Saturday, 12 December 2009

A Bit About Meter

by Eric

Ever wonder why some rhyming poems just seem to be forced, or the flow starts out well and then goes bad?

Remember: It's the meter that matters.

I think it's helpful to begin by talking about music meter.

In standard 4/4 music, we have four beats per measure.

Say the following out loud:

one two three four / one two three four

Often, the first beat will be accentuated:

ONE two three four / ONE two three four

Sometimes, other beats will be accentuated:

one TWO three four / one TWO three four
one two THREE four / one two THREE four

It doesn't matter which beats are accentuated, so long as it is consistent thruout.

Now let's extrapolate this to poetry:

The boy woke up at eight o'clock
He found his shoes but not his socks

There are 8 syllables in each line, corresponding to the eight musical beats I just discussed.

the BOY woke up / at EIGHT o'clock
one TWO three four / one TWO three four

he FOUND his shoes / but NOT his socks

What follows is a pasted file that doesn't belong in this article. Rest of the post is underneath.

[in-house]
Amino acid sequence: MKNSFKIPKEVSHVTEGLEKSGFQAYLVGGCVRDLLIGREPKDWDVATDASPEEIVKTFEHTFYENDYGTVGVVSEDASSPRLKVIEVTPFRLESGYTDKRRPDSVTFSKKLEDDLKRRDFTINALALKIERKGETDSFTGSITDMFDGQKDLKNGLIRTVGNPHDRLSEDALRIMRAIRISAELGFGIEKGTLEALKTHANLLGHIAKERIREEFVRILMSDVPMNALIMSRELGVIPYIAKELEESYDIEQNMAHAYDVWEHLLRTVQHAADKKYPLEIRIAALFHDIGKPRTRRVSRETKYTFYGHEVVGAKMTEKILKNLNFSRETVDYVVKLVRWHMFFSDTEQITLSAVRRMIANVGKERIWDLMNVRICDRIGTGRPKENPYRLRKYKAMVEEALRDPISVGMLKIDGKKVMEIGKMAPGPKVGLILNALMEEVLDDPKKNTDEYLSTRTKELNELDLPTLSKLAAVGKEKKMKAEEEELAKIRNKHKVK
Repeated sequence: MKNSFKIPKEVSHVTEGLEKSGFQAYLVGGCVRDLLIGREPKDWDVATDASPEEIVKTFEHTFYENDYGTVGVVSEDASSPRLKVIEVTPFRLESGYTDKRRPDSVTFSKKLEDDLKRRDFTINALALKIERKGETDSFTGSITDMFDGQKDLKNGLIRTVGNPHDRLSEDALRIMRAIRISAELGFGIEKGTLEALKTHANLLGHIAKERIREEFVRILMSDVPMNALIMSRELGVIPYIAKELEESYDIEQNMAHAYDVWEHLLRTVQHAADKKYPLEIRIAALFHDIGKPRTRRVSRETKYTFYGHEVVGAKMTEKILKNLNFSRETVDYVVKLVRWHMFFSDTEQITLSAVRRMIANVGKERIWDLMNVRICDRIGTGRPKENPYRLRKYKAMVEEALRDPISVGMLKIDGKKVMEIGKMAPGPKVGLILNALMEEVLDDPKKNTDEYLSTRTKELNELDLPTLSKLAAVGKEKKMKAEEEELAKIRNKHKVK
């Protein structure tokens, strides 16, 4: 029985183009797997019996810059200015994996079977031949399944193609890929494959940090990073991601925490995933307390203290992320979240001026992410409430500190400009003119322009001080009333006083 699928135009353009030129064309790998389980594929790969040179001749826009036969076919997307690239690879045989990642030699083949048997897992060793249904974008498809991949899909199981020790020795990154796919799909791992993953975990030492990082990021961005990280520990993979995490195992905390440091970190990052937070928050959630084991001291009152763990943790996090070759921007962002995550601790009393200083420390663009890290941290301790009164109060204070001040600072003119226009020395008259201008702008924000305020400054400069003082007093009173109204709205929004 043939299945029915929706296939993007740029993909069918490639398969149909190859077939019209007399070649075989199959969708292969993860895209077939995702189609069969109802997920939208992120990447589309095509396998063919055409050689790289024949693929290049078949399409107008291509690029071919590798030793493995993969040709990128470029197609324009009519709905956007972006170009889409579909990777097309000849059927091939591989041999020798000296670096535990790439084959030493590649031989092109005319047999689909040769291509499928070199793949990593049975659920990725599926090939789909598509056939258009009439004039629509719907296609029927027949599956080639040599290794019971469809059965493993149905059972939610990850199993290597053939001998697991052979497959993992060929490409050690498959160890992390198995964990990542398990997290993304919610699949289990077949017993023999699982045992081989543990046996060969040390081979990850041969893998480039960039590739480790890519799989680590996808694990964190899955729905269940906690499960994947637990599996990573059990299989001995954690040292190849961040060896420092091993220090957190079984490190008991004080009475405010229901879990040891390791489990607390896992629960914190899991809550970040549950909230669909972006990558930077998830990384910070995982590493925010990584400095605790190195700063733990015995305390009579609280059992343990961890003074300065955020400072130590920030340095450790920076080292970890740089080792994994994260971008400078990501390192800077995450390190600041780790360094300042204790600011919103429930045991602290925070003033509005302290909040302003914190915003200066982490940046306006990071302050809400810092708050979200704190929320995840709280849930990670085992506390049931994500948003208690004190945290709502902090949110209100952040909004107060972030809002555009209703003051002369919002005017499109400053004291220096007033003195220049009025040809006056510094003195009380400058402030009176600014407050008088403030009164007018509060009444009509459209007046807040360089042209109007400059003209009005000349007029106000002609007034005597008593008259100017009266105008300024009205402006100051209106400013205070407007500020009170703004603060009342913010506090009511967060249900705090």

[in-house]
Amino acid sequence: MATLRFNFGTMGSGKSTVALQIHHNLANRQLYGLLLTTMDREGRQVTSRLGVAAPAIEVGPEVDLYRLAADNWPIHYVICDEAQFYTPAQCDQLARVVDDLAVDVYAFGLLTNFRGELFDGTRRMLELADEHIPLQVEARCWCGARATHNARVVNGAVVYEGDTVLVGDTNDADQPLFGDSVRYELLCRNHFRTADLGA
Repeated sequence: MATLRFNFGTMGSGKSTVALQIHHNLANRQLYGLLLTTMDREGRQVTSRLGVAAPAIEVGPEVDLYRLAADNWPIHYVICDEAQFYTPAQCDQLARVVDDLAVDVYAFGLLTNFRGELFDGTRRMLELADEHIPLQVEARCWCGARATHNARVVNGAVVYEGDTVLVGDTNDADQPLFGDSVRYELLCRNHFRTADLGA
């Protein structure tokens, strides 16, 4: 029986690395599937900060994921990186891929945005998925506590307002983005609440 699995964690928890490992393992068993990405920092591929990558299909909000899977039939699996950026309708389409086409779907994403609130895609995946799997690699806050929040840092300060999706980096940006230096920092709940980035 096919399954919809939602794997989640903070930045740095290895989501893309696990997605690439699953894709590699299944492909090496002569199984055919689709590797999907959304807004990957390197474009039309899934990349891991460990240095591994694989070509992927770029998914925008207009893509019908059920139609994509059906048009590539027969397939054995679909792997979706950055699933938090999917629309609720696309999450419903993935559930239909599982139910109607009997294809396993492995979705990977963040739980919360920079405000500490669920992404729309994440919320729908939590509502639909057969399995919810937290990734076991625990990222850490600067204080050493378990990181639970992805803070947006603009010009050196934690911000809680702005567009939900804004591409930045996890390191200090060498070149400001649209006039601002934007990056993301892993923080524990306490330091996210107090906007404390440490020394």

one TWO three four / one TWO three four

This gets slightly more complicated for longer lines:

T'was the night before Christmas and all through the house.
Not a creature was stirring, not even a mouse

In this case, there are 12 syllables or (beats) in each line: It is easiest to use + for accentuated syllables and - for non-accentuated syllables.

t'was the NIGHT be-fore CHRIST-mas and ALL through the HOUSE,
not a CREA-ture was STIR-ring, not E-ven a MOUSE

Notice how the + and - line up perfectly in these two lines.

Try tapping the beats (syllables) on a desk and you'll quickly notice a rhythm developing.

Notice how every third beat is accentuated. That is very similar to a waltz in music: 3/4 time.

Once you get the idea of meter, you can easily learn about iambic pentameter and other rhyming metered forms.

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